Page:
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As Europe watches Arab unrest, fears over oil, migration shade its response

Some have criticized Europe for responding slowly to the upheavals in Tunisia and Egypt, though the EU was quick to condemn Libya's violence.

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An Italian police officer holds back a wouldbe migrant Feb. 13 as others wait to enter a reopened detention center on the island of Lampedusa, Italy. Hundreds of Tunisians have been landing on the tiny Sicilian island
by the boatload.

Daniele La Monaca/AP

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Europe's proximity to North Africa makes revolution in the Arab world of obvious and enormous significance. The speed of change in Tunisia and Egypt caught Europe unprepared and slow to respond – though European Union foreign policy chief Catherine Ashton quickly responded to violence in Libya, calling it “unacceptable.”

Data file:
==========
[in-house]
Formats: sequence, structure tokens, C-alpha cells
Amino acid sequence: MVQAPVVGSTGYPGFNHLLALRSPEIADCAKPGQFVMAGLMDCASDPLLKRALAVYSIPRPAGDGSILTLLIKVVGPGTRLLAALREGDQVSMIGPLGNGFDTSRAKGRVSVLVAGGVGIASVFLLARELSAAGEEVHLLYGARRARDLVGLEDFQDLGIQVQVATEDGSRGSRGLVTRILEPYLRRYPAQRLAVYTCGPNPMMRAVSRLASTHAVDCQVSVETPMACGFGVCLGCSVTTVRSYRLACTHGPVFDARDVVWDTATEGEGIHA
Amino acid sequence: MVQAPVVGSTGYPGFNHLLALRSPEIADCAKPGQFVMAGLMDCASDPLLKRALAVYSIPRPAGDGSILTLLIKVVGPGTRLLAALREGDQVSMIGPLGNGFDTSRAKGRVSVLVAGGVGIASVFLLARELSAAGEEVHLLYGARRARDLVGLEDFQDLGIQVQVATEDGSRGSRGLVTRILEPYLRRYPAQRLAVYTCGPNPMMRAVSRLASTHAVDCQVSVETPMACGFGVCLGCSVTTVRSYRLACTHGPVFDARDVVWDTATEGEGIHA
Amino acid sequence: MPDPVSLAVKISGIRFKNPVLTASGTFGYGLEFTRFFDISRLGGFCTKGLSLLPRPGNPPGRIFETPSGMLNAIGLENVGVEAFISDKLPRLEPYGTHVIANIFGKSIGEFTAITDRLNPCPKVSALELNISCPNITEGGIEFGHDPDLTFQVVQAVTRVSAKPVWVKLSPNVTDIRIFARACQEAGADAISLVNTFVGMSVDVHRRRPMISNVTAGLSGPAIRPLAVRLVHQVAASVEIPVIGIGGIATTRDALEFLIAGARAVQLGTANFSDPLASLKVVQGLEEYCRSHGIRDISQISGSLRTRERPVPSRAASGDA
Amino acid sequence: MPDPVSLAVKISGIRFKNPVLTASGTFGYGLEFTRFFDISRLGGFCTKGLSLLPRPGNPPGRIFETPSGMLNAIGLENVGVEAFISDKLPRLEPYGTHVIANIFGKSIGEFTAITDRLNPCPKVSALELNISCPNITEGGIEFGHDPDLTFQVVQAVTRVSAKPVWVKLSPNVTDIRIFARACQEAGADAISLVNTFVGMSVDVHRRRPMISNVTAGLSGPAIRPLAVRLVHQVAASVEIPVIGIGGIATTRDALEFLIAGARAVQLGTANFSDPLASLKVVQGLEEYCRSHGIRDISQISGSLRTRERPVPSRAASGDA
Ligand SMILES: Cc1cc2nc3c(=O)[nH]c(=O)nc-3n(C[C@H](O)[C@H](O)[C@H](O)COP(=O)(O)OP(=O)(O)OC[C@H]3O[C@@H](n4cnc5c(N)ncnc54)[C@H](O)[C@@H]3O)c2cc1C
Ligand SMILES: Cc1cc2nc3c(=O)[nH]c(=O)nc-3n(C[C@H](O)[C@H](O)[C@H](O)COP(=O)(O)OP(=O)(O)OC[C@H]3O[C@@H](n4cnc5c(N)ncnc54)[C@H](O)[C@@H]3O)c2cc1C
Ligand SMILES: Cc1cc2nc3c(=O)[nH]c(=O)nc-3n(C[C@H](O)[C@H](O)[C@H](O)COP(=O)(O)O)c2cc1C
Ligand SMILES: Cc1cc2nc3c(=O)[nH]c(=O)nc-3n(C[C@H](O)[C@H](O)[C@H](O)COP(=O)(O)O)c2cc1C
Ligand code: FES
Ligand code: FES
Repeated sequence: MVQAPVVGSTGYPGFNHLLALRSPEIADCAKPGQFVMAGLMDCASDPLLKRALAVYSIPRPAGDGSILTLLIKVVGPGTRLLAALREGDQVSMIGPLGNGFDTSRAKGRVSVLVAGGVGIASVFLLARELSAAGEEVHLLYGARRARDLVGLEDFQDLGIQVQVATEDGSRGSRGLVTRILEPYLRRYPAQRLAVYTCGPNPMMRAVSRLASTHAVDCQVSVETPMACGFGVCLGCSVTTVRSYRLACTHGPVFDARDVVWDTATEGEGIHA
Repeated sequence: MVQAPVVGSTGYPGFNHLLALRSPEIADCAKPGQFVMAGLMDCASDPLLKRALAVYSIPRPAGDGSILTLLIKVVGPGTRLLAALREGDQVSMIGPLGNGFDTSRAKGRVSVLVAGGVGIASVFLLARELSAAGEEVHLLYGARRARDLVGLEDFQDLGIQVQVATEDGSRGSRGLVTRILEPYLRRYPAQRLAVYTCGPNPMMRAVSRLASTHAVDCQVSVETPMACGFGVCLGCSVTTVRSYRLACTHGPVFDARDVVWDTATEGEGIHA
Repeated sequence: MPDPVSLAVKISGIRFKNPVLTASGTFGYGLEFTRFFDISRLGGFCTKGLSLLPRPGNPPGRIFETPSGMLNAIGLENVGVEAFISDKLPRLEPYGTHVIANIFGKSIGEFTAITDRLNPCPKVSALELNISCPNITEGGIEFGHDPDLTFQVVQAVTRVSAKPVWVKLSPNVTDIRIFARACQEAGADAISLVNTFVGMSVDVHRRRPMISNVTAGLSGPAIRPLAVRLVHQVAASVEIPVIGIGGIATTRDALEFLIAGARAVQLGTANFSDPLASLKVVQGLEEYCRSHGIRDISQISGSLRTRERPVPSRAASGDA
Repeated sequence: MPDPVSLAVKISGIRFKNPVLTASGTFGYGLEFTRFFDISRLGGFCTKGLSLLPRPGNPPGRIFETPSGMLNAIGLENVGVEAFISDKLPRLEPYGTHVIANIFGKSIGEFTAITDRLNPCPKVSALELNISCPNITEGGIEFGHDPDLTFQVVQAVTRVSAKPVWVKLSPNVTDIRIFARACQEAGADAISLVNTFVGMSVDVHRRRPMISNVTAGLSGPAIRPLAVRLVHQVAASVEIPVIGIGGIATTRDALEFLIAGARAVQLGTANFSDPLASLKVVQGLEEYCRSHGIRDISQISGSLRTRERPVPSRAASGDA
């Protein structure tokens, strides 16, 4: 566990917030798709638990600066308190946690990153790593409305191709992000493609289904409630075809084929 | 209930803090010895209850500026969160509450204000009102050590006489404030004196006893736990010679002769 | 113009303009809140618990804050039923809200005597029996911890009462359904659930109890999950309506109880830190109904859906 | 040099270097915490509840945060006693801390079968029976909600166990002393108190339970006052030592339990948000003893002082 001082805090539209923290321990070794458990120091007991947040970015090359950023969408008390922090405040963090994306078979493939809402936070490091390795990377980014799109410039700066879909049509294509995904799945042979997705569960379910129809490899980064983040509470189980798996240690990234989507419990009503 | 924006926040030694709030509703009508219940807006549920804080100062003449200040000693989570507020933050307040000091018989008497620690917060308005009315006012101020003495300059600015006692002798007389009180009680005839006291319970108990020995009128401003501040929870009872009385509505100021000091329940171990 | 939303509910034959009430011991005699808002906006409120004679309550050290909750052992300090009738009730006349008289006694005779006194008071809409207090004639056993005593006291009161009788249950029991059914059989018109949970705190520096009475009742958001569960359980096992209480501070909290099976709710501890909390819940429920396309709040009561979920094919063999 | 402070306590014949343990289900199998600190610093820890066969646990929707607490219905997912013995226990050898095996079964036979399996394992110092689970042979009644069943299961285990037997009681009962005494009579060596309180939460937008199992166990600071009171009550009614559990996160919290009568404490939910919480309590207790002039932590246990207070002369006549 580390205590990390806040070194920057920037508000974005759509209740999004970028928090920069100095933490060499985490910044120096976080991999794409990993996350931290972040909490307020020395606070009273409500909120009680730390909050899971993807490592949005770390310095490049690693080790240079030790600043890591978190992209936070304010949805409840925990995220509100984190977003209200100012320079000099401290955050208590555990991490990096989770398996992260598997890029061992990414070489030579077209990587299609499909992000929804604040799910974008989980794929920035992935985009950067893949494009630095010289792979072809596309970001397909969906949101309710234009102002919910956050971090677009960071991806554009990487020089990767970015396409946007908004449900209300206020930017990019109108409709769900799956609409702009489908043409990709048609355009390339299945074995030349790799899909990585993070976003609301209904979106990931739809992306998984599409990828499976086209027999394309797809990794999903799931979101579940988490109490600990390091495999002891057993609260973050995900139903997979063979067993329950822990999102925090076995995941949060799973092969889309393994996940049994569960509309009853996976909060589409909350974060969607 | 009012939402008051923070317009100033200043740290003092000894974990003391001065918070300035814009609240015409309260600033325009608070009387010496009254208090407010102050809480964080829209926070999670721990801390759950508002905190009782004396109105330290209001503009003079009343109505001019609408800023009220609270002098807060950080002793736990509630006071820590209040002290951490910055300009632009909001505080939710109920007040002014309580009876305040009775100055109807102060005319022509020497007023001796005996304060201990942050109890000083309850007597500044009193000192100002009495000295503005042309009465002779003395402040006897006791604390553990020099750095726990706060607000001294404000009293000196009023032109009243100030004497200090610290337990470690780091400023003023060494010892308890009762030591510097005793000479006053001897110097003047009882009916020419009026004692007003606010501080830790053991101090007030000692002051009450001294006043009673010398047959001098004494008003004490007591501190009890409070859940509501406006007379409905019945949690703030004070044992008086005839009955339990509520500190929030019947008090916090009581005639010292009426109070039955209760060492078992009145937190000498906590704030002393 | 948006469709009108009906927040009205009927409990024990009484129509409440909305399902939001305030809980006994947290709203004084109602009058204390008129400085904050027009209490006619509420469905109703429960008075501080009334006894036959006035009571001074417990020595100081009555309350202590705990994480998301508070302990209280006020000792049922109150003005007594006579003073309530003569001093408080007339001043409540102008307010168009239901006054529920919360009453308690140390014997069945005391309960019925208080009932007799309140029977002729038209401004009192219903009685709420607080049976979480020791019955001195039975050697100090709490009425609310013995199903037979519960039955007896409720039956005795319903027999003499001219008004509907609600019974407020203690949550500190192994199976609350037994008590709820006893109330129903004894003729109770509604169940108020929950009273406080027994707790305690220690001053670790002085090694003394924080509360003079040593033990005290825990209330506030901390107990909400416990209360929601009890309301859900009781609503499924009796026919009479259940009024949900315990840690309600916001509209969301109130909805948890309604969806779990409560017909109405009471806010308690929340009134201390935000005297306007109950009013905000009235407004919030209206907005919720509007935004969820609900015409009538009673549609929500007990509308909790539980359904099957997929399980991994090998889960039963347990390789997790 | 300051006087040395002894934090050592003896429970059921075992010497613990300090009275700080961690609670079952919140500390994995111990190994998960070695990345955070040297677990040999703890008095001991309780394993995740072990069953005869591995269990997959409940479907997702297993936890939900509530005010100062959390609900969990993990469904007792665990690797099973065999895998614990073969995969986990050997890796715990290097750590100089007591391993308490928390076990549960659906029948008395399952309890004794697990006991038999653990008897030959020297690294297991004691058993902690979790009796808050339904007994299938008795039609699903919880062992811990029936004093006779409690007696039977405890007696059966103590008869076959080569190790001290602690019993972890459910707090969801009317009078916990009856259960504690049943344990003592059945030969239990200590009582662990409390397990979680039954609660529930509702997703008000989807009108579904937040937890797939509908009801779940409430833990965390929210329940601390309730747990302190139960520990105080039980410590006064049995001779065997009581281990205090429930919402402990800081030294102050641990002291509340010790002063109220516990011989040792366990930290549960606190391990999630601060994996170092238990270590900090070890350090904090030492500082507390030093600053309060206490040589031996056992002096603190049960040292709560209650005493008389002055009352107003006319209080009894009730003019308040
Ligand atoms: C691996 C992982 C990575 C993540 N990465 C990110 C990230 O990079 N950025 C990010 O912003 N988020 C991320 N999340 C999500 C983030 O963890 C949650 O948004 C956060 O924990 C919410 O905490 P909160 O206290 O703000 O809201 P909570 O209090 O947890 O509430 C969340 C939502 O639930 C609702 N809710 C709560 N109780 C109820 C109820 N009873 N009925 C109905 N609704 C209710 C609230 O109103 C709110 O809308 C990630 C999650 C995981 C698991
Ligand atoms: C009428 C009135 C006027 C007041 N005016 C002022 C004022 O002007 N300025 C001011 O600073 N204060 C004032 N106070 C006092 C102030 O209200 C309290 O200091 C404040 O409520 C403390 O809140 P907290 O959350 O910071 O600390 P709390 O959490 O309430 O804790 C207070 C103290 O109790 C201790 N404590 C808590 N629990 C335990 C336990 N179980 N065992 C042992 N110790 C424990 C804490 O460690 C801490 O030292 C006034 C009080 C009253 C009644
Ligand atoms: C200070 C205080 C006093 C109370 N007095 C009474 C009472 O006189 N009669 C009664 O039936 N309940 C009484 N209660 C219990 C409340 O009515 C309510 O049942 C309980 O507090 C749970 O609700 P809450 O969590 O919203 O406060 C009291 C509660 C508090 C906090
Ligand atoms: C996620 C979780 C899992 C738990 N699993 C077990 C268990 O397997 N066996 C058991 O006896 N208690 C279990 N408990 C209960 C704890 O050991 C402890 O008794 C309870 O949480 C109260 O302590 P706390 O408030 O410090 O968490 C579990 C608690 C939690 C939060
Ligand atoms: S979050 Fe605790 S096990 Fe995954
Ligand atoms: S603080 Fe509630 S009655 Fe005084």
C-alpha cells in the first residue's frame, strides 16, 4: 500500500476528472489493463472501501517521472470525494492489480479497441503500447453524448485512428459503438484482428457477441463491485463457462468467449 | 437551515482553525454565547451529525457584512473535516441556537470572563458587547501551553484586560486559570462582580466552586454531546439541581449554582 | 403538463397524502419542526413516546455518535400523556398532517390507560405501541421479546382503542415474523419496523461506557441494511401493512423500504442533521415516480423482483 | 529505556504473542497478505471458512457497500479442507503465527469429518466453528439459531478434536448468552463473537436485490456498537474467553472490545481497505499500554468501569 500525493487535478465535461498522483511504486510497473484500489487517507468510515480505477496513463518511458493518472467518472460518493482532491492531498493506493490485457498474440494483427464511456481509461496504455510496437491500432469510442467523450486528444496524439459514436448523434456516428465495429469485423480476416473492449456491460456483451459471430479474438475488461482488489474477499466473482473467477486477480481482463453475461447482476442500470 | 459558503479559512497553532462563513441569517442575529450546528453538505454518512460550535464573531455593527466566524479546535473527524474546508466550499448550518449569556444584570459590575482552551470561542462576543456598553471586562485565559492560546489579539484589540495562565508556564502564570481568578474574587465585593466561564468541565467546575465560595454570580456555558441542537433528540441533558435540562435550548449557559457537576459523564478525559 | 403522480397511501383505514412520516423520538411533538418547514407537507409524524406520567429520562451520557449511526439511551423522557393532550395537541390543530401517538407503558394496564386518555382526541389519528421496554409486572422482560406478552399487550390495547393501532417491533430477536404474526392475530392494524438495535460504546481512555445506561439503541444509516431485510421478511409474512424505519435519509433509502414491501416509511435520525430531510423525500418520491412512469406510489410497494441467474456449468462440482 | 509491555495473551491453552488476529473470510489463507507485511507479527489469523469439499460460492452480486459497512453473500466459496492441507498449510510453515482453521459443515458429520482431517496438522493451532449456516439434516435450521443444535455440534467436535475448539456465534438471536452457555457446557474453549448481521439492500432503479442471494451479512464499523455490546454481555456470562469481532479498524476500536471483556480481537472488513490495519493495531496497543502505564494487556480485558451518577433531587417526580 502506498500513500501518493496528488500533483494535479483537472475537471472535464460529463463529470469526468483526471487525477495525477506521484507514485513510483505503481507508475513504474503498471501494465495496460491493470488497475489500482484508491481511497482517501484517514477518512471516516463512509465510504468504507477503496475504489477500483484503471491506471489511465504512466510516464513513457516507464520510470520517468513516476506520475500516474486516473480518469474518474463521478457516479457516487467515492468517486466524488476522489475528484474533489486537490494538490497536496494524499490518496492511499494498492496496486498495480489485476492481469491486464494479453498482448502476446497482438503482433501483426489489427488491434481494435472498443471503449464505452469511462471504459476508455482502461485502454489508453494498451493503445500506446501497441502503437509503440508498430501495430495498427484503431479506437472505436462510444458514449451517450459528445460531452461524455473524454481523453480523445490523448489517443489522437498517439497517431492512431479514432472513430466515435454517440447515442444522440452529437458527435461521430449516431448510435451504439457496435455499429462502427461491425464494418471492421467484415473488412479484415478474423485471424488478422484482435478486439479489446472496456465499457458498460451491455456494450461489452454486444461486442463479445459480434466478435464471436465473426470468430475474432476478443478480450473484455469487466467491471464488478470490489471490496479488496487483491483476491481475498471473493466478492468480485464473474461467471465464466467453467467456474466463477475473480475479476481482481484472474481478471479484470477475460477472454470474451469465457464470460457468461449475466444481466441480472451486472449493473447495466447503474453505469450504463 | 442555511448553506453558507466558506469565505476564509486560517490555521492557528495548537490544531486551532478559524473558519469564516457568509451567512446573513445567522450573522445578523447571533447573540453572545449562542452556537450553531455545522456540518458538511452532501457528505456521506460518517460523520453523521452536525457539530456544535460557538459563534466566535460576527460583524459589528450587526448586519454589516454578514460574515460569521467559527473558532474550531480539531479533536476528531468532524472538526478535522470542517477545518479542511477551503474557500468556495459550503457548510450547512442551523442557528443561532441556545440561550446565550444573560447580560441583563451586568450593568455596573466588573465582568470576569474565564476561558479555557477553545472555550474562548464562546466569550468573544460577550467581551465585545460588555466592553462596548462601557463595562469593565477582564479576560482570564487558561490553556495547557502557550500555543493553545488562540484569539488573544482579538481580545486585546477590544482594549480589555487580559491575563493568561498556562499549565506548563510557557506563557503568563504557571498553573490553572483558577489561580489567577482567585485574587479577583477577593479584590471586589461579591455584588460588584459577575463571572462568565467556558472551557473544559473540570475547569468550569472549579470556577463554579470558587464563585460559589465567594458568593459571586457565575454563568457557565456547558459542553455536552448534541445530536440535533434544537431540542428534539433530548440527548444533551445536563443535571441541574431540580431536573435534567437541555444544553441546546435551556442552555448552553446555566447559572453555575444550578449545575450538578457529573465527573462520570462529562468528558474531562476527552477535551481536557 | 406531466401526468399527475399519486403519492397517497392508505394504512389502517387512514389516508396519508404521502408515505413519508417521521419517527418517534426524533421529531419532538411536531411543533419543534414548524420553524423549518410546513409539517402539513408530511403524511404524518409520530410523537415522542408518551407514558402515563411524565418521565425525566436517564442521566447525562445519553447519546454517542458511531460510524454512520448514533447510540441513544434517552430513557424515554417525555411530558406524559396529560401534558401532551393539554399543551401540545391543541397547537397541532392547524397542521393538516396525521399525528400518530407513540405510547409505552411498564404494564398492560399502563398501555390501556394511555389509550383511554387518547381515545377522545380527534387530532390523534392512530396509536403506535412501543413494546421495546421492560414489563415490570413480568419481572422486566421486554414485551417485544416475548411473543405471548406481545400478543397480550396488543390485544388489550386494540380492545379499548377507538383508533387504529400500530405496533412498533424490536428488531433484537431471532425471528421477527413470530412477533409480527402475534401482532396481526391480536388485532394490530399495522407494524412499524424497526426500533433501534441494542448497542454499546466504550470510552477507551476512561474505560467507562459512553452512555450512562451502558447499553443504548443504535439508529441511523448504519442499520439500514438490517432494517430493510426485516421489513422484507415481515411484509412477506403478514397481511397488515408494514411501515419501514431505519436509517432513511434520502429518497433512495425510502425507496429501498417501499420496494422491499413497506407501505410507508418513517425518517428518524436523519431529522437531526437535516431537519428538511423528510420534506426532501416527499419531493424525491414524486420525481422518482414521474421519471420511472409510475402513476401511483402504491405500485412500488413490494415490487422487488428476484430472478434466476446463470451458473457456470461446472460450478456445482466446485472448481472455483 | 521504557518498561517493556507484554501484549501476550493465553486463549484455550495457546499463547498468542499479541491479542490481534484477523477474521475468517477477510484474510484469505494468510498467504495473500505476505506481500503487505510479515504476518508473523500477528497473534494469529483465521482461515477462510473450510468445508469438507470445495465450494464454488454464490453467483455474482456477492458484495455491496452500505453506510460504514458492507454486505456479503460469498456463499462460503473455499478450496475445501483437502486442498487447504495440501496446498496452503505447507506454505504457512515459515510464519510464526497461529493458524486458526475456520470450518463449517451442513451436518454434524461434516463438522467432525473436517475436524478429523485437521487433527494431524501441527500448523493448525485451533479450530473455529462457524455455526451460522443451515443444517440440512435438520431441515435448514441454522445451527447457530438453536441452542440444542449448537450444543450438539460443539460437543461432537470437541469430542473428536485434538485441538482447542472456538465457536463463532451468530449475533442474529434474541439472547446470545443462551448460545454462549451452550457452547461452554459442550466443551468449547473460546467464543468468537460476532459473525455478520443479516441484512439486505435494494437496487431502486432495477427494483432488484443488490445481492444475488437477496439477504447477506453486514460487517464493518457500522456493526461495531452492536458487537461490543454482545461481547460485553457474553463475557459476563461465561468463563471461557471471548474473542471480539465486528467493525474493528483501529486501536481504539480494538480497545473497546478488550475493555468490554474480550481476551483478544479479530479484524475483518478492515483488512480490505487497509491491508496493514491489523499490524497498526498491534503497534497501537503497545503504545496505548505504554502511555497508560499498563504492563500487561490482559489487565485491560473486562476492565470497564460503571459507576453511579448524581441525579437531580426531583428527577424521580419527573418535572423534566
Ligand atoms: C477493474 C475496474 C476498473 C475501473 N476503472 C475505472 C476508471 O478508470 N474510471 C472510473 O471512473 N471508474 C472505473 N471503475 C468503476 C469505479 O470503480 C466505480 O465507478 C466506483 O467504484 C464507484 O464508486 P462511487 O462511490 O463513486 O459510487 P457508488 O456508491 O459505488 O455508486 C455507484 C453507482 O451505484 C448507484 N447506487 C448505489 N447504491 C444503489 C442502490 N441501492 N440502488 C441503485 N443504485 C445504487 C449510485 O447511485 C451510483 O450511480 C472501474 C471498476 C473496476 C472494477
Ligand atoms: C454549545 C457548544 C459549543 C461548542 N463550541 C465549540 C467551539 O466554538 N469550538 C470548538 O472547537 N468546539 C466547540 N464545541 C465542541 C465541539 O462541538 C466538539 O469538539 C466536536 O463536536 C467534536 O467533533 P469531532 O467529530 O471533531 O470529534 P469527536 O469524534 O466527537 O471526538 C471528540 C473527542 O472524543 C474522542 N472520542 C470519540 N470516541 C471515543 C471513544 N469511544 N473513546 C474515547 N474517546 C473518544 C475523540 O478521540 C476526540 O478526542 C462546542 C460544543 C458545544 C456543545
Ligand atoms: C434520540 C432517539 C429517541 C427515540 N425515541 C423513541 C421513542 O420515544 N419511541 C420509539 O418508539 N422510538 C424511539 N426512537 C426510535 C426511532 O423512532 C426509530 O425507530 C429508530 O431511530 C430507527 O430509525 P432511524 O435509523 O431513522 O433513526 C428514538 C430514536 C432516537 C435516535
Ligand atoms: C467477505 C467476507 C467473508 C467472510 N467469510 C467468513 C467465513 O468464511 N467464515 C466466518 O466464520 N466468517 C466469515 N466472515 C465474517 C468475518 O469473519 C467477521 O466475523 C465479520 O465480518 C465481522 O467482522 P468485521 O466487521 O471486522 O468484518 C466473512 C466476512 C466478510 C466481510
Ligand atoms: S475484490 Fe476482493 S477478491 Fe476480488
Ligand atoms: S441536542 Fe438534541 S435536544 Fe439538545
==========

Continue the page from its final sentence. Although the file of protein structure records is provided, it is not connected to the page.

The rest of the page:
For the most part, however, the euphoria and ingenuity of the young, tech-savvy revolutionaries and their calls for dignity, jobs, and the end of police states initially filtered to Europe through a layer of caution and worry. The first EU ministers' meeting on the subject took place Feb. 20, and a “new partnership” with Egypt and Tunisia was promised. Prior to this, a divided EU mostly watched as Western response got shaped by the US.

Europe's oil comes through the Middle East, and Arab immigrants populate its cities. There's concern about instability and tides of new immigrants.

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